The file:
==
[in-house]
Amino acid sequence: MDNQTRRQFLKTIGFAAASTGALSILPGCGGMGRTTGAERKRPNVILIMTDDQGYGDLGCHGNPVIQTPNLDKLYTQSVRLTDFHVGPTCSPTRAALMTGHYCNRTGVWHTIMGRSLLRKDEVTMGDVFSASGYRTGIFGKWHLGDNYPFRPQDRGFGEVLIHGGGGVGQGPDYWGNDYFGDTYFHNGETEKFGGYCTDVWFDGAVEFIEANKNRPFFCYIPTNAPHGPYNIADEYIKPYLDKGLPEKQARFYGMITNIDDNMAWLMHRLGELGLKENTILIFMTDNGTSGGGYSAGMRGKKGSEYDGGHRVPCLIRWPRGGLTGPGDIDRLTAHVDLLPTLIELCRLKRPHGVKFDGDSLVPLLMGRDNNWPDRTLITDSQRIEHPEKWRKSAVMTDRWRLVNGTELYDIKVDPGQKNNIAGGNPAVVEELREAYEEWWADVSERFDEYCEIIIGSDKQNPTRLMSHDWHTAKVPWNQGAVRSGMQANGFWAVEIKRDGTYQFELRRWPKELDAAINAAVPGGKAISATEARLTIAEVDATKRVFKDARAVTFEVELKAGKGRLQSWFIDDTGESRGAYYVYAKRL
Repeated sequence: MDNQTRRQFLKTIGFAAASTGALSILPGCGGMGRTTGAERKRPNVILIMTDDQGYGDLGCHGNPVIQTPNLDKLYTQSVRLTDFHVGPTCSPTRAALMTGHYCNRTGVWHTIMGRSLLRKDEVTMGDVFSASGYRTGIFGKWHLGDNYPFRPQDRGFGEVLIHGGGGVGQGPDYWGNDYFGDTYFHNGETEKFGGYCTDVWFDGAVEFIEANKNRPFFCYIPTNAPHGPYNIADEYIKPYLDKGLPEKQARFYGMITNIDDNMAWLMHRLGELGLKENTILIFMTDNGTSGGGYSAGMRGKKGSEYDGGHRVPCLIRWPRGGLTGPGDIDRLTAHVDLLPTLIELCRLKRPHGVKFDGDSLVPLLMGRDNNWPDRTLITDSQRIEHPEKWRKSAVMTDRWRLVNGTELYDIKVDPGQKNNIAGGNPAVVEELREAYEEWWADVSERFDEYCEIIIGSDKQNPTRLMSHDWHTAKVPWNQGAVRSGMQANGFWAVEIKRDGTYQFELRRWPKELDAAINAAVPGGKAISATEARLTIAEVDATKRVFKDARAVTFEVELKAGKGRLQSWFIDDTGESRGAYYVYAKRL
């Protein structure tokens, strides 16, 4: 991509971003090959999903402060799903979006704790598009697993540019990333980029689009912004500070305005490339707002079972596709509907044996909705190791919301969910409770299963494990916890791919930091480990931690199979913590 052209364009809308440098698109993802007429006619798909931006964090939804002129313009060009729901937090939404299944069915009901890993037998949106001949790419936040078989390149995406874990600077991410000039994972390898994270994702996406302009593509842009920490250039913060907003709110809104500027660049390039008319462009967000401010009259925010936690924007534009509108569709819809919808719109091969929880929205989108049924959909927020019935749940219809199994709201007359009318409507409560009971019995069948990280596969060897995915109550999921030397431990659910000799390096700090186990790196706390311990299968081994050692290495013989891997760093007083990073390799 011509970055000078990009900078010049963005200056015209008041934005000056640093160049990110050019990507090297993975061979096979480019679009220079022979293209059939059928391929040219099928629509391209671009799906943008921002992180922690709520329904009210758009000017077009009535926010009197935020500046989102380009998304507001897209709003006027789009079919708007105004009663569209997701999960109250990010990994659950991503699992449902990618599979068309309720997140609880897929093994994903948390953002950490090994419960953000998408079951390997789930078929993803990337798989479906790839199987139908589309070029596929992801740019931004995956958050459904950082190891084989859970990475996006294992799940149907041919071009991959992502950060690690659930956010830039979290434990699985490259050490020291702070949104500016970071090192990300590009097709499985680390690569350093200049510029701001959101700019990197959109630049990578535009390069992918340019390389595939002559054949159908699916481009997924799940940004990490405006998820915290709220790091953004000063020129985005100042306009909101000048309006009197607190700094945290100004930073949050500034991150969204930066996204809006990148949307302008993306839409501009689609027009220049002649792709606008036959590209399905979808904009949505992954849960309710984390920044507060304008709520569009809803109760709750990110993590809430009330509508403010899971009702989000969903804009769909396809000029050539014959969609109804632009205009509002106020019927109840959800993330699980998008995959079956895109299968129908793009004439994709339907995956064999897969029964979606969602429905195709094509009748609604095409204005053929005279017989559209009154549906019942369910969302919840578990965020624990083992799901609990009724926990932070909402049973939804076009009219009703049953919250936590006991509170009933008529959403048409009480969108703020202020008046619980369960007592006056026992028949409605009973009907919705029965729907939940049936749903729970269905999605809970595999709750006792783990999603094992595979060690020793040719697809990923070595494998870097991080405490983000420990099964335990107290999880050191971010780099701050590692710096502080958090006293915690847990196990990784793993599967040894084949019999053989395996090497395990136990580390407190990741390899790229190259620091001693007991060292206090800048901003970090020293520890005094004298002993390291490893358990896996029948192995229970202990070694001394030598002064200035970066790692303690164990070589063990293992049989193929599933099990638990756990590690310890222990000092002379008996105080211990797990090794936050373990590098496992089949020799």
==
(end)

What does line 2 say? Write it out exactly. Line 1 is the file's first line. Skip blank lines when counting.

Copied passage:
Amino acid sequence: MDNQTRRQFLKTIGFAAASTGALSILPGCGGMGRTTGAERKRPNVILIMTDDQGYGDLGCHGNPVIQTPNLDKLYTQSVRLTDFHVGPTCSPTRAALMTGHYCNRTGVWHTIMGRSLLRKDEVTMGDVFSASGYRTGIFGKWHLGDNYPFRPQDRGFGEVLIHGGGGVGQGPDYWGNDYFGDTYFHNGETEKFGGYCTDVWFDGAVEFIEANKNRPFFCYIPTNAPHGPYNIADEYIKPYLDKGLPEKQARFYGMITNIDDNMAWLMHRLGELGLKENTILIFMTDNGTSGGGYSAGMRGKKGSEYDGGHRVPCLIRWPRGGLTGPGDIDRLTAHVDLLPTLIELCRLKRPHGVKFDGDSLVPLLMGRDNNWPDRTLITDSQRIEHPEKWRKSAVMTDRWRLVNGTELYDIKVDPGQKNNIAGGNPAVVEELREAYEEWWADVSERFDEYCEIIIGSDKQNPTRLMSHDWHTAKVPWNQGAVRSGMQANGFWAVEIKRDGTYQFELRRWPKELDAAINAAVPGGKAISATEARLTIAEVDATKRVFKDARAVTFEVELKAGKGRLQSWFIDDTGESRGAYYVYAKRL